Test Data Management is Switching to Synthetic Data GenerationThe paradigm of test data management is being flipped upside down to meet the new needs for agile testing and regulation requirements. Let’s take a look at the current state of test data management and where it is going.
Classic Test Data Management: Pruning ProductionThe first iteration of test data management solutions focus on a top-down approach. These solutions prune and mask production data which can be delivered to testers and engineers. This was an important first step to achieve higher quality testing and security. These solutions solve many problems but have introduced bottlenecks of their own that prevent teams from achieving continuous testing in today’s agile world:
- Creation/Delivery of Test Data is too slow: Pruning test data is a slow process which result in wait times of days or weeks for testers to start testing.
- Low quality test data: Delivered test data sets are not in the correct format, bulky, and require testers to manually modify the data to meet their scenario needs.
- Centralized process: Companies have to hire a centralized team to create or prune data for their entire testing organization.
The Future of Test Data Management: Synthetic GenerationSolutions today need to remove these bottlenecks and create test data management for agile testing:
- On-Demand Data: The test data needs to be generated on-demand in real time for each tester. This decreases the wait time of weeks or days for test data to just minutes.
- High Quality Test Data: Testers need to easily generate small, efficient, test data to meet each test case. This decreases the wait time to kick off each test case.
- Decentralized (Self-Service) Process: Any tester can generate the test data they need on their local machine. Companies no longer need resources to prune and manage test data which leads to significant cost savings.
Regulations Changing the TDM Paradigm to Synthetic Generation
The coming EU General Data Protection Regulation does not allow personal data to be exposed in testing environments. You can see their definition for personal data below:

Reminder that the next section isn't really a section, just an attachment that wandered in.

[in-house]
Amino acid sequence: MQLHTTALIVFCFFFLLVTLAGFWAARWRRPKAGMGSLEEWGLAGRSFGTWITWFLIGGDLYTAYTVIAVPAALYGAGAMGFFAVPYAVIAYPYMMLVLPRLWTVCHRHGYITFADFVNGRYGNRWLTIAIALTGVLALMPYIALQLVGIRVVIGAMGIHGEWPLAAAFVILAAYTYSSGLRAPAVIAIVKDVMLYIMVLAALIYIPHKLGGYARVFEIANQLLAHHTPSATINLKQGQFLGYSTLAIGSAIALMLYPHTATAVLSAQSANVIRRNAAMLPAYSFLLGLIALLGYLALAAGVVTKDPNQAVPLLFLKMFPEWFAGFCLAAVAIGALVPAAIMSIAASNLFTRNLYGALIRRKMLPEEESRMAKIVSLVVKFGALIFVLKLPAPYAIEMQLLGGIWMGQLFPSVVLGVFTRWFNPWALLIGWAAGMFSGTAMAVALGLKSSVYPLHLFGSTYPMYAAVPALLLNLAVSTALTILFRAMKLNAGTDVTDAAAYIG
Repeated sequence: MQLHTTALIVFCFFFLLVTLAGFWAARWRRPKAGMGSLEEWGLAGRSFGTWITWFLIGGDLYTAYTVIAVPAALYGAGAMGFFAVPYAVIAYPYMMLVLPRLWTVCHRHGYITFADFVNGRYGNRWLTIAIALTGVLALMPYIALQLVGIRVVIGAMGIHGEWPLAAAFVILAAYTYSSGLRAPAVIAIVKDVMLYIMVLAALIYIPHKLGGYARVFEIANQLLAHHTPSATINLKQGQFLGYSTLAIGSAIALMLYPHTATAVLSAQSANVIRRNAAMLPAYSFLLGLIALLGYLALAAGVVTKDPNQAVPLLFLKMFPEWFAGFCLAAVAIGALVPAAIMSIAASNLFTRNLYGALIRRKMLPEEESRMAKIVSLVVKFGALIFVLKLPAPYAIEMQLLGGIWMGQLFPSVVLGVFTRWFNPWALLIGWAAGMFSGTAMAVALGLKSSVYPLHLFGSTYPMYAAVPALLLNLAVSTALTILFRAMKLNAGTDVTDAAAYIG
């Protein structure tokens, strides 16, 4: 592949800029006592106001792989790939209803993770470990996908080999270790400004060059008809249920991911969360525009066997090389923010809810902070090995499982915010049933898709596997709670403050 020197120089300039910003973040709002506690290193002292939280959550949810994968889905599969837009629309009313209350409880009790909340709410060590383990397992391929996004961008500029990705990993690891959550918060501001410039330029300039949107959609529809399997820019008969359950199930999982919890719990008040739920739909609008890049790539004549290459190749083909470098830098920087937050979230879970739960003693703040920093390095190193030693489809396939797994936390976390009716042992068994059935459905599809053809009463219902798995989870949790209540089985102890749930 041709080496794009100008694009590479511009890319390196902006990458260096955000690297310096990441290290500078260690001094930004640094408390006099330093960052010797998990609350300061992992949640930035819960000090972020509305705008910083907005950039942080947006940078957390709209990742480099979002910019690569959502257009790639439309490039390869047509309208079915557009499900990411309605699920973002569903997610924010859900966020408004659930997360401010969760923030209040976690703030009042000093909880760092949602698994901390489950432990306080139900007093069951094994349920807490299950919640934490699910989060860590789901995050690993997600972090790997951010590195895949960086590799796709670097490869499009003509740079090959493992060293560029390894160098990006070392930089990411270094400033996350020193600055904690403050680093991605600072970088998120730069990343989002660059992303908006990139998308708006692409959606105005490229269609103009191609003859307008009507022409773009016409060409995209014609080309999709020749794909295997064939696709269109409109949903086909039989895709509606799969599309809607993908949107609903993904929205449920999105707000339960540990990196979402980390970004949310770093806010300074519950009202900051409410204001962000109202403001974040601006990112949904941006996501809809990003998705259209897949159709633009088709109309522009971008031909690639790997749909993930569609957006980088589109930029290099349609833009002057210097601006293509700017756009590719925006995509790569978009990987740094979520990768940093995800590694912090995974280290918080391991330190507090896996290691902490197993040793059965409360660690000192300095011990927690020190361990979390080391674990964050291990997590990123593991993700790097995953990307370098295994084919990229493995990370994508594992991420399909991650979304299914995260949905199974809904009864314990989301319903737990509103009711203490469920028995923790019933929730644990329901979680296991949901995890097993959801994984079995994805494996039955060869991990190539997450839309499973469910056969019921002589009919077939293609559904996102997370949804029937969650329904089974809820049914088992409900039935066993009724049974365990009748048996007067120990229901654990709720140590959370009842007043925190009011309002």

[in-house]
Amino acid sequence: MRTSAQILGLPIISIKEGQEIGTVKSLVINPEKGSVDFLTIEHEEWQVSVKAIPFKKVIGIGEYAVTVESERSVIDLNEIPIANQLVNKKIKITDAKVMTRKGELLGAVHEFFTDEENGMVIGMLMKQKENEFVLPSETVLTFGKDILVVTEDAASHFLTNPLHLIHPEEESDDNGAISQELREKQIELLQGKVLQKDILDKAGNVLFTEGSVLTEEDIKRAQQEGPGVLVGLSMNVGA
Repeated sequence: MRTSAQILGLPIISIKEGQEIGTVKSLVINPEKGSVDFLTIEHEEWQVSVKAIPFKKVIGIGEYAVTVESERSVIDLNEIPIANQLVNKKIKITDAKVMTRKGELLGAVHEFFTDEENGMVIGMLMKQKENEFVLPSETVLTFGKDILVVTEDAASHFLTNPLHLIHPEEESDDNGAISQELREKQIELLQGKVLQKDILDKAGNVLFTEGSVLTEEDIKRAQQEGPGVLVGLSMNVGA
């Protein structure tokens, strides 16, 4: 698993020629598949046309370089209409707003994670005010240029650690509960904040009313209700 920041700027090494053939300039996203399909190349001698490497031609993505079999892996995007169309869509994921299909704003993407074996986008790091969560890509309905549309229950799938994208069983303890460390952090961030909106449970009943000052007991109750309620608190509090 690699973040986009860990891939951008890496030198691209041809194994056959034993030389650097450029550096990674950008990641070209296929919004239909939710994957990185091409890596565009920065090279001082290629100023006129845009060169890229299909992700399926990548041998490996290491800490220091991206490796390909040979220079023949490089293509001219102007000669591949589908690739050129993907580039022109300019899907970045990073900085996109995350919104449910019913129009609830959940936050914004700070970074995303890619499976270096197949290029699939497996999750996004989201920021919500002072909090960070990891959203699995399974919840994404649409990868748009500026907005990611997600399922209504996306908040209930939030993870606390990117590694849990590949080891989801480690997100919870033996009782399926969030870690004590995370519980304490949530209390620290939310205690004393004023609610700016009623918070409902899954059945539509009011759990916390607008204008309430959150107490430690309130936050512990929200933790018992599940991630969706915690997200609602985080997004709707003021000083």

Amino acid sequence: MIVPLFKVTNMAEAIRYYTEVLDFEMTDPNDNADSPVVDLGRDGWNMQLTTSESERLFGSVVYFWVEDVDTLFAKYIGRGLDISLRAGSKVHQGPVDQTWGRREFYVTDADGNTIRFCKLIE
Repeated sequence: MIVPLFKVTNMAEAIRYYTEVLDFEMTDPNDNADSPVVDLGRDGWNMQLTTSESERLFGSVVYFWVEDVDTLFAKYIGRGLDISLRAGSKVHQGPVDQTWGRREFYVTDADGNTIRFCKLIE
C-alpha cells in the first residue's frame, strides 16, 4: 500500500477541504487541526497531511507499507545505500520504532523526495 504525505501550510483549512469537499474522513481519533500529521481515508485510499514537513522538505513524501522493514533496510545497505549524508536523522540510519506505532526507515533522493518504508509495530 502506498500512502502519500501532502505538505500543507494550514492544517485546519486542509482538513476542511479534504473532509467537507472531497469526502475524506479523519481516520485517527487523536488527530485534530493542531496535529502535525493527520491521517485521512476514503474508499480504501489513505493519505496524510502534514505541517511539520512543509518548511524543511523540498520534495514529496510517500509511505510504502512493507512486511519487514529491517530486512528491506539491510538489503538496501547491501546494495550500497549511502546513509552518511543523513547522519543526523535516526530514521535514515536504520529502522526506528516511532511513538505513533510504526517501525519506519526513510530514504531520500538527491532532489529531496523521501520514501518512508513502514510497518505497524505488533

Any information related to a natural person or ‘Data Subject’, that can be used to directly or indirectly identify the person. It can be anything from a name, a photo, an email address, bank details, posts on social networking websites, medical information, or a computer IP address.
This is also not a regulation you can take your time adapting to: non-compliance can result in a fine of 4% annual global turnover or €20 million. To meet this regulations requirement and still be able to test your software you need to be able to generate a significant portion of your test data synthetically.
GenRocket: Patented Technology for Synthetic Test Data Generation
So, why haven’t other solutions shifted to a purely synthetic test data generation model before? The reason comes down to three requirements from testing organizations:
- The system would need to be able to generate any possible data.
- Along with generating any possible data, it would have to create the test data with full referential integrity.
- The system would need to be able to generate small to large amounts of data fast enough to meet testers tight deadlines.
Our Chief-Architect and Co-founder, Hycel Taylor, invented a system and method to achieve these requirements and created a system for test data generation that was not previously possible. We liked his invention so much we decided to patent it (Patent #9,552,266 B2 for Systems and methods for test data generation) and were awarded it on January 24, 2017.
At the time of writing this blog, there are only 310 days until GDPR is enforced. If you don’t already have a synthetic solution in place, why not take a look at GenRocket to shift from pruning to synthetic test data generation today.
Also published on Medium.